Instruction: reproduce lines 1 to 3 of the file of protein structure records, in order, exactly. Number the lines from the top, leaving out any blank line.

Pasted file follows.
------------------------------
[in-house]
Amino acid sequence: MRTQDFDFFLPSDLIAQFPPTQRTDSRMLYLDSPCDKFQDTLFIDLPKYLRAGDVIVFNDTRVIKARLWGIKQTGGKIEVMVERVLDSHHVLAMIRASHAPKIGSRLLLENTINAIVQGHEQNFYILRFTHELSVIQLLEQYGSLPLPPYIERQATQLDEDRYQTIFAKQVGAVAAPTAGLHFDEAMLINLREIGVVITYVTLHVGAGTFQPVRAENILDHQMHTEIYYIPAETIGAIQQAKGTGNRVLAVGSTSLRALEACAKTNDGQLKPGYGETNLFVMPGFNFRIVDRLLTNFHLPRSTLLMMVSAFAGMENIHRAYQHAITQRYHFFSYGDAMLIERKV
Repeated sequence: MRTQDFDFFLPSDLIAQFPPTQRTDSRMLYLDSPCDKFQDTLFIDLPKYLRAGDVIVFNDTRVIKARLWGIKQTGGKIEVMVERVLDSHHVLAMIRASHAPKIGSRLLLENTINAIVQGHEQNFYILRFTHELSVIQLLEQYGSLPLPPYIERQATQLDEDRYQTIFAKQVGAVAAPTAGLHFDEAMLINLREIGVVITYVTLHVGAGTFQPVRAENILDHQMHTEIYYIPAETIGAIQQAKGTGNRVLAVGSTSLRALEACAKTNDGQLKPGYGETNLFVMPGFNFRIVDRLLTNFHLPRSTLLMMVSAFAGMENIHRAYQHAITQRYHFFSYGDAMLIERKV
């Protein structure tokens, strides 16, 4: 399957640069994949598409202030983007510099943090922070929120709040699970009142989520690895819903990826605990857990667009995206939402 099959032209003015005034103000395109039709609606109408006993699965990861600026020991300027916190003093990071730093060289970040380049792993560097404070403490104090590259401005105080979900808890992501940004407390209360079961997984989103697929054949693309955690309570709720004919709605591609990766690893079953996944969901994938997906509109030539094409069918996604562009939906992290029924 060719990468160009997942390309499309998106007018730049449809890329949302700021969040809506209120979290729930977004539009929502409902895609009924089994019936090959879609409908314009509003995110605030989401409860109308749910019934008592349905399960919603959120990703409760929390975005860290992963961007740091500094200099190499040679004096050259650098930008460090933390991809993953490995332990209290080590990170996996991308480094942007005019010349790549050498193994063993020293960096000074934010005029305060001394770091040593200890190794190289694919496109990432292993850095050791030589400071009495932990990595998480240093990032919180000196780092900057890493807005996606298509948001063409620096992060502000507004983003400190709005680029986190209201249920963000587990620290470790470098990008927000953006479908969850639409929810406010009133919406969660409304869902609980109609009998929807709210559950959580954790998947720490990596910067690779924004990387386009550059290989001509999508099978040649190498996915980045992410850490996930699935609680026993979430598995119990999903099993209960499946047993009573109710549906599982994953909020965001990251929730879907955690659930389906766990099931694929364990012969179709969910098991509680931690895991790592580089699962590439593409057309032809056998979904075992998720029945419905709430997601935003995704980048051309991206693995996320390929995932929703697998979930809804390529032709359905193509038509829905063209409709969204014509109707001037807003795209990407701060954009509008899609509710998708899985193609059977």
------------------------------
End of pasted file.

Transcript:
[in-house]
Amino acid sequence: MRTQDFDFFLPSDLIAQFPPTQRTDSRMLYLDSPCDKFQDTLFIDLPKYLRAGDVIVFNDTRVIKARLWGIKQTGGKIEVMVERVLDSHHVLAMIRASHAPKIGSRLLLENTINAIVQGHEQNFYILRFTHELSVIQLLEQYGSLPLPPYIERQATQLDEDRYQTIFAKQVGAVAAPTAGLHFDEAMLINLREIGVVITYVTLHVGAGTFQPVRAENILDHQMHTEIYYIPAETIGAIQQAKGTGNRVLAVGSTSLRALEACAKTNDGQLKPGYGETNLFVMPGFNFRIVDRLLTNFHLPRSTLLMMVSAFAGMENIHRAYQHAITQRYHFFSYGDAMLIERKV
Repeated sequence: MRTQDFDFFLPSDLIAQFPPTQRTDSRMLYLDSPCDKFQDTLFIDLPKYLRAGDVIVFNDTRVIKARLWGIKQTGGKIEVMVERVLDSHHVLAMIRASHAPKIGSRLLLENTINAIVQGHEQNFYILRFTHELSVIQLLEQYGSLPLPPYIERQATQLDEDRYQTIFAKQVGAVAAPTAGLHFDEAMLINLREIGVVITYVTLHVGAGTFQPVRAENILDHQMHTEIYYIPAETIGAIQQAKGTGNRVLAVGSTSLRALEACAKTNDGQLKPGYGETNLFVMPGFNFRIVDRLLTNFHLPRSTLLMMVSAFAGMENIHRAYQHAITQRYHFFSYGDAMLIERKV